These appeals present three issues for consideration:

1. Did the trial court use the proper standard of proof under South Dakota law when deciding the factual issue of fraud or deceit? 2. Did the trial court use the proper elements under the 1933 Securities Act in ruling on Peters' affirmative defense of a violation of the Act by Mahoney, individually, and as president of M.D.? 3. Was Peters entitled to rescission under 15 U.S.C.A. 77l of the September 9, 1974 agreement, based on omissions of material facts? ISSUE NO. 1

As the findings and conclusions in # 11851 indicate, the trial court found no clear and convincing proof of fraud by M.D., Mahoney, or Peters. Thus, the trial court apparently used the "clear and convincing" standard of proof in judging the fraud defense.

We do not believe this is the proper standard to evaluate a claim of fraud. When the trial court entered its judgment, it did not have this court's latest expression on the standard of proof in fraud cases: Aschoff v. Mobil Oil Corp., # 11887 and # 11894, opinion filed by this court on December 30, 1977, S.D., 261 N.W.2d 120. In Commercial Credit Equipment Corp. v. Johnson, 87 S.D. 411, 416, 209 N.W.2d 548, 551 (1973), we said that "[f]raud must be proved by a preponderance of the evidence, but that evidence must be clear, satisfactory and convincing." In Aschoff, supra, we distinguished "a preponderance" from "clear, satisfactory and convincing," and held that the standard of proof in a case of fraud is a preponderance, without the additional requirement "clear, satisfactory and convincing". Since the trial court applied an inaccurate standard of proof to the fraud issue, that issue is reversed and remanded for findings based on the preponderance test.


Whether the trial court used the proper elements when ruling on Peters' affirmative defenses under the 1933 Securities Act relates specifically to three of the court's findings: (1) that there was no material misrepresentation of facts or suppression of facts sufficient to show fraud or deceit; (2) that there was no reliance by Peters on any representations or statements by M.D.; and (3) that there was no utilization of the instrumentalities of interstate commerce.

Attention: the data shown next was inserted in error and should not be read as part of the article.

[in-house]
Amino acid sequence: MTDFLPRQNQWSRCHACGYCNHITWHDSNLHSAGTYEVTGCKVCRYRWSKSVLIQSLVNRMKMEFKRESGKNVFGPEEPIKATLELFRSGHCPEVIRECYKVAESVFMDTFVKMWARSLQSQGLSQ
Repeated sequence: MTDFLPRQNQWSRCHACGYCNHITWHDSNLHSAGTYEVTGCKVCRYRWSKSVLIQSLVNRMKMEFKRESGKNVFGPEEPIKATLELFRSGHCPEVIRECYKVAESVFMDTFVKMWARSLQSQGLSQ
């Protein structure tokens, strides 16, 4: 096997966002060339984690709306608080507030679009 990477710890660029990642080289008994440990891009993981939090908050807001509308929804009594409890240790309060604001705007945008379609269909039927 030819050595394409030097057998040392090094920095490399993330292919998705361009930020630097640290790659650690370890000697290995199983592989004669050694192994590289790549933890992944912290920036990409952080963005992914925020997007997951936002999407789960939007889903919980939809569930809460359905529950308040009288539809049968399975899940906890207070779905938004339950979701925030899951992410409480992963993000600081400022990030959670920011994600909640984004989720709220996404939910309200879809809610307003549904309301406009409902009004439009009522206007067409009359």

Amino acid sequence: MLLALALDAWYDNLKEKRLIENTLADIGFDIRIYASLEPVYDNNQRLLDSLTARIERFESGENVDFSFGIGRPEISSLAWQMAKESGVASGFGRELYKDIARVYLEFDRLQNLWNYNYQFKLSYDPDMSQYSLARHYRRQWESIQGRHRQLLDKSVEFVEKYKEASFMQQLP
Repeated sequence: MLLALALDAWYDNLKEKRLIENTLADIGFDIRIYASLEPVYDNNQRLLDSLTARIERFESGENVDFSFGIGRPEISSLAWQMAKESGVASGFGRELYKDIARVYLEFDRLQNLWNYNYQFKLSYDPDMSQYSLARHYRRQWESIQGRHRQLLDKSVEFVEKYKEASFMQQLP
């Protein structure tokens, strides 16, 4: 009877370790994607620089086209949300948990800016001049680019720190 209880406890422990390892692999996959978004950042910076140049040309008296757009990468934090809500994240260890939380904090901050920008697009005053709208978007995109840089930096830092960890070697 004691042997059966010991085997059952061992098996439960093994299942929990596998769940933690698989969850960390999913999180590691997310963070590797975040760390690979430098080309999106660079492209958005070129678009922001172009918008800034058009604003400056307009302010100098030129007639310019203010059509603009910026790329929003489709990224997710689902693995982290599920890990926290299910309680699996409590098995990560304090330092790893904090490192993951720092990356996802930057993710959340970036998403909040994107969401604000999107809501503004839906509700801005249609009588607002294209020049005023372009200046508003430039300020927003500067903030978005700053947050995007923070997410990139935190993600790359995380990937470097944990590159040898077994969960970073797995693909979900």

The 1933 Securities Act sections on which Peters relied as an affirmative defense are 15 U.S.C.A. § 77l and 77q. Section 77q provides in part:

"(a) It shall be unlawful for any person in the offer or sale of any securities by the use of any means or instruments of transportation or communication in interstate commerce or by the use of the mails, directly or indirectly (1) to employ any device, scheme, or artifice to defraud, or (2) to obtain money or property by means of any untrue statement of a material fact or any omission to state a material fact necessary in order to make the statements made, in the light of the circumstances under which they were made, not misleading, or (3) to engage in any transaction, practice, or course of business which operatesor would operate as a fraud or deceit upon the purchaser...." 15 U.S.C.A. at 172. (emphasis added)

Section 77l should be read with § 77q:

"Any person who . . . . . *551 (2) offers or sells a security ..., by the use of any means or instruments of transportation or communication in interstate commerce or of the mails, by means of a prospectus or oral communication, which includes an untrue statement of a material fact or omits to state a material fact necessary in order to make the statements, in the light of the circumstances under which they were made, not misleading (the purchaser not knowing of such untruth or omission), and who shall not sustain the burden of proof that he did not know, and in the exercise of reasonable care could not have known, of such untruth or omission, shall be liable to the person purchasing such security from him, who may sue either at law or in equity in any court of competent jurisdiction, to recover the consideration paid for such security with interest thereon, less the amount of any income received thereon, upon the tender of such security, or for damages if he no longer owns the security." 15 U.S.C.A. at 128. (emphasis added)

It is undisputed that the stock certificates from M.D. are "securities" under the purview of the 1933 Act.

The issue of the use of interstate commerce or mails in a possible violation by Mahoney or M.D. of the 1933 Securities Act became material to Peters' defenses. The record amply demonstrates use of the mails, telephones and interstate air transportation in the process of selling the Bellanca back to Mahoney for M.D. stock. In fact, Mahoney admitted mailing the stock certificates to Peters. Yet, the trial court found only that the stock certificates were issued and intended to constitute a conveyance, and that "there was no utilization of the instrumentalities of interstate commerce". The trial court made no findings or conclusions on the use of the mail, an element of the 1933 Securities Act pleaded by Peters in his Answer. A reading of § 77l and § 77q makes it clear that use of interstate commerce and the mails (whether interstate or intrastate) are separate means of violating the Act. Peters was certainly entitled to a finding on the use of the mails since this is a distinct element of the Act. (See Moses v. Michael, 5 Cir., 292 F.2d 614, 618 (1961), regarding the mailing of copies of securities under the Act, and Creswell-Keith, Inc. v. Willingham, 8 Cir., 264 F.2d 76 (1959), regarding delivery of stock certificates by mail as qualifying under the Act.)